Firsty Year:  1968-1969

Three stripes on coat sleeves and black USMA shield on epaulets

The beginning of activities for Firsty or First Class year was the 17-day First Class trip held in June 1968.  The mission of the First Class trip was to provide orientation in the roles, tactics, techniques, current equipment, and new developments in the combat arms and an overview of an officer’s on and off-duty environments at major United States Army installations.  We visited Fort Knox, Kentucky, Fort Sill Oklahoma, Fort Bliss, Texas, Fort Benning, Georgia, Fort Belvoir, Virginia, and Fort Monmouth, New Jersey.  Much of the transportation was provided by the USAF.

At each of the stop local commands usually held a welcoming dance for the cadets.  Local young woman would sign up to be “dates” for the visiting cadets, and cadets had to sign up for the dance or hop.  Unfortunately, this led to pools being established with the proceeds going to the cadet with the ugliest date.  The selection as being the ugliest date was usually not lost on the unfortunate young woman.  This was a low point for sure.

First classmen were differentiated from all other cadets by wearing chevrons on their upper coat sleeves. Other markers most noticed at parades were wearing swords and not carrying rifles, wearing red sashes, and having parade hats sporting black feathered pompons.

My first of three duties during the Firsty year was as a platoon leader that consisted of three to four squads.  As such, I was a cadet lieutenant and authorized to wear a chevron on the upper sleeve of my dress grey coat, full dress grey coat, and great overcoat with three stripes.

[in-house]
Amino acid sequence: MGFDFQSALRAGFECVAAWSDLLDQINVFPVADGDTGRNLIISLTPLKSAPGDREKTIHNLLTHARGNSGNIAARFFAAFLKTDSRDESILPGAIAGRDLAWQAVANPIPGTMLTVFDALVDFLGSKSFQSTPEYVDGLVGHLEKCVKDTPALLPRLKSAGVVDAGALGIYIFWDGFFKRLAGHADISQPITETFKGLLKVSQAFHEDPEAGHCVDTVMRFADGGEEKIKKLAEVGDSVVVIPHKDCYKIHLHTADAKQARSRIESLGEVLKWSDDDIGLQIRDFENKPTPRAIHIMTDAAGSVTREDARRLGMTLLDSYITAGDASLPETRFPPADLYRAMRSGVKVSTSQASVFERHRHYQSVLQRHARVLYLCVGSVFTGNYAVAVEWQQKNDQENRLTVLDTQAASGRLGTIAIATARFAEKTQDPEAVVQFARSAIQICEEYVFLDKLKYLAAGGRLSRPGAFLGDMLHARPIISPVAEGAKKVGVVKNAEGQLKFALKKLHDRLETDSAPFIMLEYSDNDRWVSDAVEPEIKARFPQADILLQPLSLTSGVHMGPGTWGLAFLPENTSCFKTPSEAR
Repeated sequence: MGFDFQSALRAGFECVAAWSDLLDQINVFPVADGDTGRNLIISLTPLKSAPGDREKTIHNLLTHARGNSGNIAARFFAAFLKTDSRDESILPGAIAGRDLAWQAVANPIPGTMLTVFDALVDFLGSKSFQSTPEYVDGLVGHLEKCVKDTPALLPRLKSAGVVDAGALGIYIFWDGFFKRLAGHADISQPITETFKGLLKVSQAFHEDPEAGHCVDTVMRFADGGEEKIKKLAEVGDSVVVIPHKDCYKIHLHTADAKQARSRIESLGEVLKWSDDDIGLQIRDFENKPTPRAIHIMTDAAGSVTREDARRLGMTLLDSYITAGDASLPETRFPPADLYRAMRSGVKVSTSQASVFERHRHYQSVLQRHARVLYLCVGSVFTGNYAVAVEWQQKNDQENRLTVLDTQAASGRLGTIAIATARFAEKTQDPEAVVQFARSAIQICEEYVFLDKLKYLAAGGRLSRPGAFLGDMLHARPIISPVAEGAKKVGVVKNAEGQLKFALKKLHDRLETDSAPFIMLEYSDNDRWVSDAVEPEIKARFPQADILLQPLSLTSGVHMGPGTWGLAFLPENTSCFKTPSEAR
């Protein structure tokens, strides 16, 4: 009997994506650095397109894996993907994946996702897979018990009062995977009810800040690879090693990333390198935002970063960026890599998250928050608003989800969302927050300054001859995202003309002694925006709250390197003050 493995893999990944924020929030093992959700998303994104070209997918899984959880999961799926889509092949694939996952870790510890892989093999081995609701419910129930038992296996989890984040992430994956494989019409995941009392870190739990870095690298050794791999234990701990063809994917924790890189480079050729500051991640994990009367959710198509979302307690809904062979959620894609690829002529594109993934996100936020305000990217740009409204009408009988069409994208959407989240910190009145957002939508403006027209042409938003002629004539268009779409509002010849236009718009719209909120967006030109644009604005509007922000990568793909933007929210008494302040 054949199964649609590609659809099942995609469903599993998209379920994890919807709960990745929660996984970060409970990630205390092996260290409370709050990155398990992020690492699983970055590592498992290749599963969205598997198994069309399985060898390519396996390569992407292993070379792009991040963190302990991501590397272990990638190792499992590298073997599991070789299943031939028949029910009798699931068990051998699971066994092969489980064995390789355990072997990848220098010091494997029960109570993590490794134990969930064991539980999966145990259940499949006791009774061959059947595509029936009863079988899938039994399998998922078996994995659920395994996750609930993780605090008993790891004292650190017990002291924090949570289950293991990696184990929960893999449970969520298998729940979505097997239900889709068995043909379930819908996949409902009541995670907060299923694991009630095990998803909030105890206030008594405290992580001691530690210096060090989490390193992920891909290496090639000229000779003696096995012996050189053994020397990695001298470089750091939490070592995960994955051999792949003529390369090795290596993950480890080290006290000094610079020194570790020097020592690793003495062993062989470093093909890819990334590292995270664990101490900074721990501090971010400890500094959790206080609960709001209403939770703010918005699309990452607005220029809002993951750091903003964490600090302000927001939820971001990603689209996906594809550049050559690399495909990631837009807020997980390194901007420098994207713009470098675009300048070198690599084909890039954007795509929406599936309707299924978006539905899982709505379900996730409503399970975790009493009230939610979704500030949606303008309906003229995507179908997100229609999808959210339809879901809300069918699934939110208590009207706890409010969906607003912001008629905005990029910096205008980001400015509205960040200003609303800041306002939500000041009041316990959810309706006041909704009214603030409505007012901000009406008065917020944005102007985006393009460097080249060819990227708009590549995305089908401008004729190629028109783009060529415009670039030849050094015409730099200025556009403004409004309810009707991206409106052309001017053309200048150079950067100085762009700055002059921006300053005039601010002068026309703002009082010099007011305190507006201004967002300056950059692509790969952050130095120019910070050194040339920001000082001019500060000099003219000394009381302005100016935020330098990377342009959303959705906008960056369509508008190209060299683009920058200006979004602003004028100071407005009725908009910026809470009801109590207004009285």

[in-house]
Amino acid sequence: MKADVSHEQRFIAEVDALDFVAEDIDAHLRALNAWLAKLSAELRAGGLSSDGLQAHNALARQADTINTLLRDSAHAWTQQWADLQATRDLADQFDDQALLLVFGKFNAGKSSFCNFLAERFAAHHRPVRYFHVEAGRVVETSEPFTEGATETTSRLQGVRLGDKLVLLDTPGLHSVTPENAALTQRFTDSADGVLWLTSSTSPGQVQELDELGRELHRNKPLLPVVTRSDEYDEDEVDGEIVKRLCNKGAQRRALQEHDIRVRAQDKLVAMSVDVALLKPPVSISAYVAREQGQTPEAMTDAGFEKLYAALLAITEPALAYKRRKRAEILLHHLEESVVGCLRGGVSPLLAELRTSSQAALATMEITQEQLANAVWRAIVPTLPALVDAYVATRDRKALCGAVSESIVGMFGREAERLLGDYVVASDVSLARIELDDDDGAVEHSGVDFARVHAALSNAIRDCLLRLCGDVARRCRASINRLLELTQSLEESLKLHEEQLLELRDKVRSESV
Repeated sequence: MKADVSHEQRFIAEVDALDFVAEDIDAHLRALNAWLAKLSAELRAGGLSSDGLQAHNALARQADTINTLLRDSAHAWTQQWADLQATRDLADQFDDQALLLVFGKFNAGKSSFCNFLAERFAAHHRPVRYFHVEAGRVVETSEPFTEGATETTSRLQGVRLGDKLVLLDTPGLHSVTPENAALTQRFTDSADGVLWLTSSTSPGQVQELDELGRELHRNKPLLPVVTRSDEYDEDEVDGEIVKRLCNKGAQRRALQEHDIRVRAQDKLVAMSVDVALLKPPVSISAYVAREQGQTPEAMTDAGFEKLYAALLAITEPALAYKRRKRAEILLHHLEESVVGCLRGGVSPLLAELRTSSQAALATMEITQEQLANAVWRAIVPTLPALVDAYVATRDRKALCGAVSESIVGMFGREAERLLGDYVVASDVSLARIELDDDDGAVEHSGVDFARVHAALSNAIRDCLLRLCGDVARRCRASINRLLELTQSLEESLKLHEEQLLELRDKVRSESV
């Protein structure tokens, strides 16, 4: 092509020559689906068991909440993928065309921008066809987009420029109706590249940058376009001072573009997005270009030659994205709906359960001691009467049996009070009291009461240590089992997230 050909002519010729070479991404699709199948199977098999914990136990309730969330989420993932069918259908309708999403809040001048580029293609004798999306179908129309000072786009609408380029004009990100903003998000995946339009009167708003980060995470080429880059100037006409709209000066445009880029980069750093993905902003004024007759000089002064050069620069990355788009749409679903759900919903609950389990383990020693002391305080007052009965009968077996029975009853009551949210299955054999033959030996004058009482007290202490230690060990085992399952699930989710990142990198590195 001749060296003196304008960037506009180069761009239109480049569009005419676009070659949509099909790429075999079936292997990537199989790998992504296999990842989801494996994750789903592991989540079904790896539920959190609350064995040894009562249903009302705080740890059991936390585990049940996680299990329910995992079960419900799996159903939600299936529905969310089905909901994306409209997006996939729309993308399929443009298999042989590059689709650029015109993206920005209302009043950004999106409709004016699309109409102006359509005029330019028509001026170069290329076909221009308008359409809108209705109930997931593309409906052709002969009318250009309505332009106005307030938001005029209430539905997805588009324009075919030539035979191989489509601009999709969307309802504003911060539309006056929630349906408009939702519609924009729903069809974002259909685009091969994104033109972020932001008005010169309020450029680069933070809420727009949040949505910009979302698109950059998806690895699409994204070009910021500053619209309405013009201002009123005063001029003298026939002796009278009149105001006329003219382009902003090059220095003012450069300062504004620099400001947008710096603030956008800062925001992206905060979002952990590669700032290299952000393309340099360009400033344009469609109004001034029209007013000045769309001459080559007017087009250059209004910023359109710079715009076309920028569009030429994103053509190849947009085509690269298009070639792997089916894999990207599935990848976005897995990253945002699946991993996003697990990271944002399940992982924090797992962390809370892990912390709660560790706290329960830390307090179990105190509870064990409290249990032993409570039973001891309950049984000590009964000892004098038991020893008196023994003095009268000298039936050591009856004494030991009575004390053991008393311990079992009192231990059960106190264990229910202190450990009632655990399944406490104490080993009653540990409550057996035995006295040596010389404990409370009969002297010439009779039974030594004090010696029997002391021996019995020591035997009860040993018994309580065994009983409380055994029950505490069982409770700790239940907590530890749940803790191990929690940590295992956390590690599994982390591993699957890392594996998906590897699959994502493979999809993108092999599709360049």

The second stint of the First Class year was as the Company Commander for Co. B-1.  I was then a cadet captain and had a chevron with four stripes.  This command occurred over the winter months and was a struggle from the beginning.  The executive officer of the company was my roommate and clearly believed that he should have been the company commander and not me.  This created a rift that rippled throughout the company, I think.  We performed poorly in formations and marching as compared to Cos. A-1, C-1, and D-1.  Of course, it was my responsibility to motivate the company and improve its morale and performance, but I was not successful.  The Tactical officer was not helpful, either.  Toward the end of my stint as company commander, I thought I might end up as a sergeant or file closer during my third and final assignment.

My last assignment was as a platoon leader again.  With spring appearing and graduation on the horizon, discipline loosened a bit.

My academic curriculum for First Class year 1968-1969:

  • Structural analysis
  • Physical Chemistry I & II
  • Human Biology I & II
  • History of the Military art
  • US Army in Stability operations
  • Ordnance Engineering
  • Military Leadership
  • Social Science
  • Structural design and Field Engineering
  • Literature and Advanced Exposition
  • History of Military Art
  • Advanced Sports Leadership and Athletic Skills
  • International Relations

I finished the academic year with a cumulative class rank of 38 of 800, meaning that I graduated within the top five percent.  It should be noted that this meant that 40 received the academic distinction, so I was pretty close to the end of the top 5 percent.  The Class of 1969 had lost 16 more classmates since the end of the Second Class year.  Several of those losses were as the result of automobile accidents.

Ring Hop

Ring hop was set aside to celebrate the receipt of the class rings by each individual.

Kendra Jones and I, Ring Hop, September 1968

Kendra Jones and I, Ring Hop, September 1968